The surgery was performed under local anesthesia by giving peribulbar block. Conjunctival peritomy was done at 3 o'clock and 9 o'clock positions. The Tenon's fascia was dissected, and the sclera was exposed. Hemostasis was achieved using bipolar cautery. PPV was performed in all three cases using 23-gauge trocars placed as anteriorly as possible using 4-mm infusion cannulae. Triangular scleral flaps were created at 3 o'clock and 9 o'clock positions. In all the three patients, brown diaphragm IOL made up of polymethylmethacrylate with an overall diameter of 13.75 mm was used. Both ends of the C-shaped haptics had an eyelet for the passage of the suture. The 9-mm diameter optic part of the IOL had a 4-mm clear zone which served as an artificial pupillary aperture. A 10-0 prolene suture with the help of a double-arm straight needle was passed into the anterior chamber (AC) under the 9 o'clock scleral flap and it was pulled out below the 3 o'clock flap using a 26-gauge needle for guiding the suture. The AC was entered using a 2.2-mm keratome which was expanded by 5.5-mm expander. The IOL was introduced into the AC. The prolene suture was cut from the center, and each end was secured into the eyelet of the haptics and fastened. The loose ends were made taut by pulling the sutures at 3 o'clock and 9 o'clock ends. After the IOL was successfully placed in the ciliary sulcus, minimal dialing was done to secure its position. The scleral flaps were closed with 10-0 monofilament nylon. Furthermore, the superior incision was closed with 10-0 nylon. Injection vancomycin was instilled in the AC. Injection dexamethasone was given subconjunctivally. The eye was patched. Postoperatively, the patient was started on topical antibiotic and steroid.
All the patients reported a significant decrease in the visual glare and photophobia postoperatively. SFIOL was well centered in all the three cases [Figure 1]a and [Figure 1]b.
|Figure 1: Clinical photographs of case 1. (a) Primary repair of the open wound following ocular trauma, complete iris loss, and aphakia is observed. The patient complained of debilitating glare and photophobia. (b) Appearance at the last follow-up visit. The patient's best-corrected visual acuity was 20/40, and glare and photophobia were absent|
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| Discussion|| |
Traumatic aniridia and cataract are commonly seen in penetrating ocular injuries. The use of a standard IOL implantation with or without scleral fixation in a case of aniridia associated with aphakia improves the vision; however, the problem of photophobia and glare remains an issue. Sundmacher et al. in 1991 developed the black diaphragm IOL as the treatment option to deal with the problems of aphakia and aniridia. The use of this special type of lens helps in relieving photophobia and glare and in addition improves vision by correcting the refractive error and reducing glare.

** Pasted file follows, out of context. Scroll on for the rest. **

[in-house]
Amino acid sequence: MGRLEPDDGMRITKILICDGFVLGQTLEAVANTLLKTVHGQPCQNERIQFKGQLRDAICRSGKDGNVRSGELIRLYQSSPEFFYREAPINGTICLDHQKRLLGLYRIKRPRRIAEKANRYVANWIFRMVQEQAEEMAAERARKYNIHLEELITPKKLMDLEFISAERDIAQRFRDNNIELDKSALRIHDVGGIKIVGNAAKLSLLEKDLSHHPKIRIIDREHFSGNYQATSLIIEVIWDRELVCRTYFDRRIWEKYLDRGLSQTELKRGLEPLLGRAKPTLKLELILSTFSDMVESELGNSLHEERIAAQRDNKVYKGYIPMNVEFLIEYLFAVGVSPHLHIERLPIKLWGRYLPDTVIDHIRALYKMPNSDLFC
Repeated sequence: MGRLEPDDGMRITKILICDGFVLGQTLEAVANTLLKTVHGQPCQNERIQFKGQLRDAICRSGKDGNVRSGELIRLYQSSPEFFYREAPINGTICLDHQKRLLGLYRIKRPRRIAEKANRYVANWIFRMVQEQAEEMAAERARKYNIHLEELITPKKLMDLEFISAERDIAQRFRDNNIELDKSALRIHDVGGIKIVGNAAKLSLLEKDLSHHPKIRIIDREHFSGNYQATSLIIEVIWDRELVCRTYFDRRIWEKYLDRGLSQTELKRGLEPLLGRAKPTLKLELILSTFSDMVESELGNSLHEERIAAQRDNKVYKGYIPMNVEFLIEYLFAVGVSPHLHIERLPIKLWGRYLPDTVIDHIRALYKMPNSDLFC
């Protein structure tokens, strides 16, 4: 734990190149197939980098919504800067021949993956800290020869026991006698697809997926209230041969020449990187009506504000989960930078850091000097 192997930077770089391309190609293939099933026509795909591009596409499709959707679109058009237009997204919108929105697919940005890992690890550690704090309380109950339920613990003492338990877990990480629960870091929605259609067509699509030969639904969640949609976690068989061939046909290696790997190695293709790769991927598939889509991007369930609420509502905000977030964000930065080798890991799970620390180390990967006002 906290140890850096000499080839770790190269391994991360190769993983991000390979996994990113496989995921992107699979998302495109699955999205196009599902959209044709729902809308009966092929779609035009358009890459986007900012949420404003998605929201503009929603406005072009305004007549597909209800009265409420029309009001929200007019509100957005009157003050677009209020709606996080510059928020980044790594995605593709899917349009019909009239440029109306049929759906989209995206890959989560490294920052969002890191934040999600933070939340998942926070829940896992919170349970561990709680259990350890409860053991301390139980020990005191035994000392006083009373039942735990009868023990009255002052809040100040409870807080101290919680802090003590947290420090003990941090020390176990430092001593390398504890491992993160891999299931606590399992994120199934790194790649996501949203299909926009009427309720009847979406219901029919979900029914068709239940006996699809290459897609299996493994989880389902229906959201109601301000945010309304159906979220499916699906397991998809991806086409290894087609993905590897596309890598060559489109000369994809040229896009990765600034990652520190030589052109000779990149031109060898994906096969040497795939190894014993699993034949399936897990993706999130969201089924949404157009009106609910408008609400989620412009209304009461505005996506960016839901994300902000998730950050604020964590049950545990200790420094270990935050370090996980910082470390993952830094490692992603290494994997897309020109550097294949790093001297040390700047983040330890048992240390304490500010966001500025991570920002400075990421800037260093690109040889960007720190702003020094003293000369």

In this case series, we report the use of the brown color diaphragm IOL to manage patients who had penetrating ocular injuries resulting in aphakia and traumatic aniridia. All of the patients had significantly better BCVA and experienced improvement of the photophobia and glare postoperatively.
All the patients had moderate-to-severe anterior segment reaction in the immediate postoperative period which was resolved within 2 weeks with topical steroids. The coexisting ocular trauma, relatively large sclera-corneal incision to implant the IOL, prolonged time of surgery, and the excessive manipulations may have contributed to this intraocular inflammation. Sundmacher et al. in their published case series reported persistent intraocular inflammation in all eight eyes that underwent implantation of a black diaphragm IOL. Postoperative inflammation was more obvious in traumatic cases as they reported. Another commonly reported complication of color diaphragm IOL implantation is secondary glaucoma. Preexisting trauma, direct compression of the trabecular meshwork by the haptics, or aqueous outflow obstruction by large colored diaphragm IOL may cause raised IOP., Reinhard et al. reported postoperative secondary glaucoma in 4/19 eyes of traumatic aniridia. In another study, the authors reported persistently raised IOP in 2/7 eyes, which was controlled with topical treatment or surgery. In our case study, refractory glaucoma in case 3 was treated with Ahmed glaucoma valve surgery.
In conclusion, the scleral fixation of brown diaphragm IOL seems to be a good option for the management of traumatic aniridia and aphakia. Although secondary glaucoma and reduced visibility of peripheral fundus are still a concern, our experience with the colored diaphragm lens has been rewarding in terms of visual and esthetic rehabilitation.
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Conflicts of interest
There are no conflicts of interest.
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[Table 1], [Table 2]